Source: Ontario Small Claims Court - A Practical Guide (2011), p. 12.

(ii) Cross-examination of the Plaintiff

§1.32 Following the direct examination of the plaintiff, the defendant or his representative may then embark upon an examination of the plaintiff with two principal objectives in mind: either the destruction of the plaintiff's case through plaintiff's admissions or the advancement of the defendant's case, again through admissions. The defendant's examination of the plaintiff is called "cross-examination" or "cross-questioning". The scope of the cross- examination are the issues in the case. The defendant's representative, there- fore, may ask the plaintiff questions that relate to all matters at issue in the proceedings.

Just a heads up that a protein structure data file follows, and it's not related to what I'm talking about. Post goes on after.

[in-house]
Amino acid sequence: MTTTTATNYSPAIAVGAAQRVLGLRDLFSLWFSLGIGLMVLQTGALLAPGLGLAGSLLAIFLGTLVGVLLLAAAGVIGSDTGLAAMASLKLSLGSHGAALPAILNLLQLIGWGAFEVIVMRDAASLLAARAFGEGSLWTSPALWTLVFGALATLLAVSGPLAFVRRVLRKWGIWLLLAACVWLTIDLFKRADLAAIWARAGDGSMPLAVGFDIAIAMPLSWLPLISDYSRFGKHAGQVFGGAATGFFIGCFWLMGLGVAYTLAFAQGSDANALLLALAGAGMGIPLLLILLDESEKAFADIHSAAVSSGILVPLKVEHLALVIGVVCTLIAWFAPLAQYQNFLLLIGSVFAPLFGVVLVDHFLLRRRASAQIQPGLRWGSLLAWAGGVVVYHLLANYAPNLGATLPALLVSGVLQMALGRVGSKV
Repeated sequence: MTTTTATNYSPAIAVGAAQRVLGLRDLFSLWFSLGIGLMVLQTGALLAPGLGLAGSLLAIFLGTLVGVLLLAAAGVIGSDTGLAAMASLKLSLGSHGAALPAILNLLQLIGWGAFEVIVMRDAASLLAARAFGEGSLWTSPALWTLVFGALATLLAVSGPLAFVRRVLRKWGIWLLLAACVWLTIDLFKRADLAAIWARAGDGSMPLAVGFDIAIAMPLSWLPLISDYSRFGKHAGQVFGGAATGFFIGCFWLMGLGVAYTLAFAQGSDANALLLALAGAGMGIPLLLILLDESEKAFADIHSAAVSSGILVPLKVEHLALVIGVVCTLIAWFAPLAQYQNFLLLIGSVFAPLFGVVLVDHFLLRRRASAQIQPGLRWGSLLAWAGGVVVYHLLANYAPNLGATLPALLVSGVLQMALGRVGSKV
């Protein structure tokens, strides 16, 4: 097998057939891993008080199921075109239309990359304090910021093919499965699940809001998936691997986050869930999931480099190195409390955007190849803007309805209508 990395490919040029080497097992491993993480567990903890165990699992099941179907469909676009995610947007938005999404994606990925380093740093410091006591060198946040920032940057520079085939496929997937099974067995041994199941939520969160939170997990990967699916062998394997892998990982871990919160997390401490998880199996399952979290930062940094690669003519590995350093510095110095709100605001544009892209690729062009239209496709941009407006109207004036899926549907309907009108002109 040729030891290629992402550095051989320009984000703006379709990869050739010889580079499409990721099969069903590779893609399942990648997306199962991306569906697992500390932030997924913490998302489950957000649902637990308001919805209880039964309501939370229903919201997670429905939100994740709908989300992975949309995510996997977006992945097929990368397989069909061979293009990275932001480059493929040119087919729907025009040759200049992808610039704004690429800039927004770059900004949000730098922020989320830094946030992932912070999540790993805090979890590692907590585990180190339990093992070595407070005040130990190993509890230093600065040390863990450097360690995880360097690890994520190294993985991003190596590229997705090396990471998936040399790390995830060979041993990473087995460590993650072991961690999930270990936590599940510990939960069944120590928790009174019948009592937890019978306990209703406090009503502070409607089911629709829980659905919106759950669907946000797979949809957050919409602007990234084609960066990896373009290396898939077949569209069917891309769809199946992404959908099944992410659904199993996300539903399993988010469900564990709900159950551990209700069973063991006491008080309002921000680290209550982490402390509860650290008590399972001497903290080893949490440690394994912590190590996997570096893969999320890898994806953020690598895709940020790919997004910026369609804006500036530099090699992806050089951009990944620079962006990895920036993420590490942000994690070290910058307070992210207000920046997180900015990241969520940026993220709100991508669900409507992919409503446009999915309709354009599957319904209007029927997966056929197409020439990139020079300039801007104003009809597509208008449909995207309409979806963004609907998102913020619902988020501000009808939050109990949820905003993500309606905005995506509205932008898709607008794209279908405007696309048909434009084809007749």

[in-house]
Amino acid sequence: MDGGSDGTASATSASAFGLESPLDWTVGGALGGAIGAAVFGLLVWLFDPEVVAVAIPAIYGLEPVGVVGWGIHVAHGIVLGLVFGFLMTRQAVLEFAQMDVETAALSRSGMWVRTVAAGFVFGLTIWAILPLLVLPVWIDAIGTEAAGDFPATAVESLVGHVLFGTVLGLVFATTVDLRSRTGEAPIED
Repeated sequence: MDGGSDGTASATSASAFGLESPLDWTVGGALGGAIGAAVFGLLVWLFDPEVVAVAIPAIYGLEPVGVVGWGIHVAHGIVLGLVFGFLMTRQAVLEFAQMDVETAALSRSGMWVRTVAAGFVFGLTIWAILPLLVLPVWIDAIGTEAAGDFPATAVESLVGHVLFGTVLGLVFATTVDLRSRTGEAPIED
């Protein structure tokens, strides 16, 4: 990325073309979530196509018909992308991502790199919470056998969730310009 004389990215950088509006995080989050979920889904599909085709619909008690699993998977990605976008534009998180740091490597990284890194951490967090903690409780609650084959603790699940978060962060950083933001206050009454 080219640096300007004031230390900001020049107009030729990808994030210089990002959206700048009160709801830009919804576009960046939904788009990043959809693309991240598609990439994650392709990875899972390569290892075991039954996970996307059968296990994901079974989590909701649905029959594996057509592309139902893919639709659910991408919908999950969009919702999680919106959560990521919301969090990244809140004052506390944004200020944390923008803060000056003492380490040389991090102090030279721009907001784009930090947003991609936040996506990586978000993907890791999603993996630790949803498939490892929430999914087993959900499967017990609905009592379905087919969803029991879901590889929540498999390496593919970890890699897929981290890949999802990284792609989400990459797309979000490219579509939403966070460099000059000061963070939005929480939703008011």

Abbreviate Cross Examination to CE. What motivated the choice of 'Cross'?

My guess: In a CE, the witness is not on the questioning lawyer's side, and so the lawyer must ask only questions that elicit a 'Yes/No' answer, to forestall any dodging by the witness. So the 'cross-' apparently suggests antipathy or enmity.

  • This is a question about English etymologies, better asked on the English SE. – user6726 Nov 11 '17 at 14:44
  • 1
    We have a tag for terminology, and we're okay with history questions. Asking questions about historic terminology specific to law should be fine. – Nij Nov 11 '17 at 20:20

So the 'cross-' apparently suggests antipathy or enmity.


In a CE, the witness is not on the questioning lawyer's side

Here is your answer. To get to the other side of something, such as a street or a river, one must cross it. It is cross-examination because the witness had been called by the other side.

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